Michigan roads are in poor condition, and drivers are paying the price.
In 2018, Crain’s Detroit Business conducted a study of the state’s roads. They used the state Department of Transportation, TRIP transportation research, and the county road commissions as sources. They also spoke to the owners of local repair shops.
What they found was that Michigan’s poor road conditions — and lack of spending on roads — were causing a lot of damage. Every year, Michigan spends $154 per capita on roads. That number is dwarfed by Pennsylvania’s $530 per capita.
What’s more, the U.S. Department of Transportation rated more than half of the state’s highways and roads as poor.
The people paying for those poor road conditions are Michigan’s motorists. TRIP, the National Transportation Research Nonprofit, reports the roads to cost the average Michigan driver in metropolitan Detroit $865 in annual repairs.
Another study by TRIP said the average repair cost per year for the entire state is $648 per person. What’s more, only 32% of the state’s major roads were labeled in “good” condition by a 2017 Federal Highway Administration study.
Poor road conditions can cause a great amount of damage to cars. Potholes are especially dangerous.
So, what happens if your car suffers damage from a pothole in Michigan?
The State Will Pay You Back — Maybe
If your car suffers damage from a pothole, you can file a claim to be reimbursed by the state. That process will be done through the Michigan Department of Transportation.
The challenge, of course, is proving your case and actually getting the state to admit fault. Many of the claims made against the state are denied because of immunity laws the government maintains, according to WILX10.
If the damage is less than $1,000, you can file a claim directly with MDOT. You need to fill out Form #3600 and get it notarized to be considered.
As part of your claim, you have to prove a number of things. First, you have to prove that MDOT failed to maintain the road in reasonable repair or prove a defect of the highway itself.
Second, you have to prove MDOT knew about the road’s condition and had ample opportunity to fix it. Third, you have to prove the pothole you hit was there for at least 30 days and was left unrepaired.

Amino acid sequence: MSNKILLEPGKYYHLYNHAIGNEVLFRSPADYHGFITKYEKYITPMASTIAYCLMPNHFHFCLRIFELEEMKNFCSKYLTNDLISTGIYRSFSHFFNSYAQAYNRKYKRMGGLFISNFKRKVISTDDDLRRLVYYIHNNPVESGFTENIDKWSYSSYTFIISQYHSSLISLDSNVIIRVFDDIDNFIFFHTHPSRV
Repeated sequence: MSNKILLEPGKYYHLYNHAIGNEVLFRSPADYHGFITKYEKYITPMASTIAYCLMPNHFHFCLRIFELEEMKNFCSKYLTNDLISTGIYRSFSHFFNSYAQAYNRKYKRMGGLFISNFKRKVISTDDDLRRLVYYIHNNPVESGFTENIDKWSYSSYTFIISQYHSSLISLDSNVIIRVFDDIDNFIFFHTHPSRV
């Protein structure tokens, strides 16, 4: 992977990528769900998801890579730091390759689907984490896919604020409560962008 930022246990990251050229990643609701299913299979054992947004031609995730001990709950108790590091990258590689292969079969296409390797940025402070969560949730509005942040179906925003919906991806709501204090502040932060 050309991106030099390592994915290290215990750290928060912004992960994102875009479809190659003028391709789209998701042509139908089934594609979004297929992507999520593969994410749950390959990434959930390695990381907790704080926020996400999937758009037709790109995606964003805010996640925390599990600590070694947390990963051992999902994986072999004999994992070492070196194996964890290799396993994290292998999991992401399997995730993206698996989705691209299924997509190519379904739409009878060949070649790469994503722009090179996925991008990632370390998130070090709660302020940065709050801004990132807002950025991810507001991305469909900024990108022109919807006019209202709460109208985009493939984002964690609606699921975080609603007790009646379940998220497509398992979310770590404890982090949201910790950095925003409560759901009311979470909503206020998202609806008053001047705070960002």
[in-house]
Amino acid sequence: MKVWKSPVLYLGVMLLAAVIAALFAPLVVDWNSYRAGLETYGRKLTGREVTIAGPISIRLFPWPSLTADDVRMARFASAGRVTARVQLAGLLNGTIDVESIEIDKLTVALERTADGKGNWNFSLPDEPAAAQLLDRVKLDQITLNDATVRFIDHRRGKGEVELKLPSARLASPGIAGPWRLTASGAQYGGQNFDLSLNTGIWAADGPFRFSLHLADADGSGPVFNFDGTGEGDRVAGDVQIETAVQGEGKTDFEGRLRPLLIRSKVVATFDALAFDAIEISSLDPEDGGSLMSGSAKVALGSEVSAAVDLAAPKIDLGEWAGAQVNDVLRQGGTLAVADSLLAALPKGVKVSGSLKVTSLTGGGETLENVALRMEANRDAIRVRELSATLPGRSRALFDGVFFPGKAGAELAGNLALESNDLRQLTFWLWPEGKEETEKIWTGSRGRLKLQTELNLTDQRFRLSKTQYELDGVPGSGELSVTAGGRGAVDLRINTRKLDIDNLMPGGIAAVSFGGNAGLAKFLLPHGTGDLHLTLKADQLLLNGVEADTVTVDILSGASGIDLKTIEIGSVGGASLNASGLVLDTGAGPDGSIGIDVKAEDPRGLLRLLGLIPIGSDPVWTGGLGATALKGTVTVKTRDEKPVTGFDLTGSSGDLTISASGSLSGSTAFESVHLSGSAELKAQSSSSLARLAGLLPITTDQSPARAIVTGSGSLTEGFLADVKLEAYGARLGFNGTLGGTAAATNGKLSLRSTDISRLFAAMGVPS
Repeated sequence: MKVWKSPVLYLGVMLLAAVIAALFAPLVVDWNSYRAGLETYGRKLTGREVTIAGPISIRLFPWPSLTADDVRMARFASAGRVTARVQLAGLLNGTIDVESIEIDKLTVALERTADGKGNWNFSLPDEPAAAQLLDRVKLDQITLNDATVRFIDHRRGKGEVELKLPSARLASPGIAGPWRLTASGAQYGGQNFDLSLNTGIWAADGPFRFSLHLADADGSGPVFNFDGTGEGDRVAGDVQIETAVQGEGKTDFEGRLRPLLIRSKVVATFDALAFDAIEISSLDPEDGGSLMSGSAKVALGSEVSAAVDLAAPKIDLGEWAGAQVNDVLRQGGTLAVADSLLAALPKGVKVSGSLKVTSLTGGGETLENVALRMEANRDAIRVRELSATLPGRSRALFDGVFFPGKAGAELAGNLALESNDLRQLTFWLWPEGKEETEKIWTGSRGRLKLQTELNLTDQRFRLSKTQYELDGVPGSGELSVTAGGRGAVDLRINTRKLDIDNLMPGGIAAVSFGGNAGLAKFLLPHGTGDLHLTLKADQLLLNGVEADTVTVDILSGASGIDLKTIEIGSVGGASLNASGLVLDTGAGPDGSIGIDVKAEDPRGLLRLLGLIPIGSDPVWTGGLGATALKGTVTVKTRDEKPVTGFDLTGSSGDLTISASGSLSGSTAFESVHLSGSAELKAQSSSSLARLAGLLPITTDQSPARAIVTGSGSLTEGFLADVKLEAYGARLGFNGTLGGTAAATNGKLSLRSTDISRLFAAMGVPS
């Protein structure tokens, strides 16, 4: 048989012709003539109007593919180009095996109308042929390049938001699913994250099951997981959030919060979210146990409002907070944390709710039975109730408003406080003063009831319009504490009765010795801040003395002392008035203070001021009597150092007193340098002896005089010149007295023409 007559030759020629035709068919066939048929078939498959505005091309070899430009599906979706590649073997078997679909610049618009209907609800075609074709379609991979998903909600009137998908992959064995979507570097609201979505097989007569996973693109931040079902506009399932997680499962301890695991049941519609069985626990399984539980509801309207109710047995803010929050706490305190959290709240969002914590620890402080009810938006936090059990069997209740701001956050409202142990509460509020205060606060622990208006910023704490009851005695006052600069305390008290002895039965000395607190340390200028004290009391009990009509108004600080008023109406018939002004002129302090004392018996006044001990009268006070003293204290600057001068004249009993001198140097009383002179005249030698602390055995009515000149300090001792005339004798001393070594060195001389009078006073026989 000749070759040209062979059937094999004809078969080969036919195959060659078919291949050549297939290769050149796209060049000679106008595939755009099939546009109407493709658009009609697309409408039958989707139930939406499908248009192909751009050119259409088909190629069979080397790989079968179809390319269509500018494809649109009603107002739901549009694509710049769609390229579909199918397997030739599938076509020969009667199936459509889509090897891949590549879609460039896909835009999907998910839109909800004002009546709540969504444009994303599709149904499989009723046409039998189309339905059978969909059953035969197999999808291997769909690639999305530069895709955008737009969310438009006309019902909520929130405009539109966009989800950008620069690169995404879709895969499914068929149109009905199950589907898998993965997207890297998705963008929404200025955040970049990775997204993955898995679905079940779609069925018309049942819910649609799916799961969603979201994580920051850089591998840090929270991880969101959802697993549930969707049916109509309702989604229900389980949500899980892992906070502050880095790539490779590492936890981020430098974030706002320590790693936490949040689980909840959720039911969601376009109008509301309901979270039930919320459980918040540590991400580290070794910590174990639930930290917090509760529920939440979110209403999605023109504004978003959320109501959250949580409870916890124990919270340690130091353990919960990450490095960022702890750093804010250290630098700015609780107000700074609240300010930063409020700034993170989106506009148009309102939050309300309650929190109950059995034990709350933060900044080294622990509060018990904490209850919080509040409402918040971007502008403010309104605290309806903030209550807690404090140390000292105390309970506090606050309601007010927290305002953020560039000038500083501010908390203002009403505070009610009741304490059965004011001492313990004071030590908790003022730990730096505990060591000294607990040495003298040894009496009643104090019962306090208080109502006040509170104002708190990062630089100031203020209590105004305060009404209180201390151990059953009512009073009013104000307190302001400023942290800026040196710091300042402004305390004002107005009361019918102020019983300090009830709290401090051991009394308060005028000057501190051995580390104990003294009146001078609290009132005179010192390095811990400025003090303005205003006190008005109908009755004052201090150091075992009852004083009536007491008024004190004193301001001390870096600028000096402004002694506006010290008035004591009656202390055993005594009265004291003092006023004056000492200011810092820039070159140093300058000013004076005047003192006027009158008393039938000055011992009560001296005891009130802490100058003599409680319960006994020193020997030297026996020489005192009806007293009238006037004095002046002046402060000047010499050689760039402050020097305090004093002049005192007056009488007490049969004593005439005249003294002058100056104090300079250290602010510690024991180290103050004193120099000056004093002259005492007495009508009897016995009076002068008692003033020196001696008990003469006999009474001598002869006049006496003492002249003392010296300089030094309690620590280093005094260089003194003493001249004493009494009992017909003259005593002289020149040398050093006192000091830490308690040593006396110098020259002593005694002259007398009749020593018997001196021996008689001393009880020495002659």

After all that, the state will only cover any damages that your auto insurance company doesn’t cover.
If the damage is more than $1,000, then you’d have to file a lawsuit against the Department of Transportation to recover damages.
Your Insurance Company Will Pay You — Depending on Your Coverage
In most cases, your auto insurance company will cover pothole damage, provided a few things. First, you need to have collision coverage. This type of coverage is what pays for damage to your vehicle that results from it hitting another object.
That object in many cases is another vehicle. But, it can also be a guard rail, telephone pole, falling object, or a pothole. Normal wear and tear that happens due to typical road conditions aren’t normally covered.
If you have collision coverage, you must be able to prove to your insurance company that the damage your vehicle suffered was due to a pothole. In some cases, this is very easy to do.
You may be able to take a photo of the actual pothole that caused the damage. This would be in addition to any photos you take of your vehicle after it suffered the damage.
Even if you can’t take photos of the actual pothole, it may not be tough to prove the damage was the result of a pothole. It certainly will be easier than proving to the state that they are liable for the damage.
The final thing to consider is whether it’s worth it to have your insurance pay for the pothole damage. Almost all auto insurance plans have a deductible. This is the amount of money you must pay for any claim before your insurance company will pay.
In other words, it may not be worth it to file an auto insurance claim for pothole damage. If your deductible is $500 and the damage costs $600 to fix, it may not be worth it.
While you would save $100 by filing a claim, your auto insurance premium may increase as a result. This is, of course, a personal choice you would need to make. But, unless the amount of damage is significantly greater than your deductible, it’s usually not worth filing an insurance claim.
Know What Your Insurance Covers
One of the biggest problems most drivers face is they don’t know what their insurance policy actually covers. Michigan state law requires motorists to carry no-fault insurance coverage known as Personal Injury Protection (PIP).
It doesn’t, however, require you to carry collision coverage. This is a completely optional coverage you would have to opt into when obtaining insurance.
If you hit a pothole without collision coverage, you will be out of luck if you try to file a claim. Situations like this emphasize why it’s so important to know what coverage you’re paying for. They also emphasize the importance of working with an insurance company you can trust.
At Signature Insurance, we have been helping Michigan drivers just like you navigate the muddy waters of auto insurance. We can educate you on what state law requires, what coverages are optional to you, and what it all means in the bottom line.
We work every day to make sure our customers are protected and happy. Contact us today to learn more about how we can help you, and to get a free quote on auto insurance and more.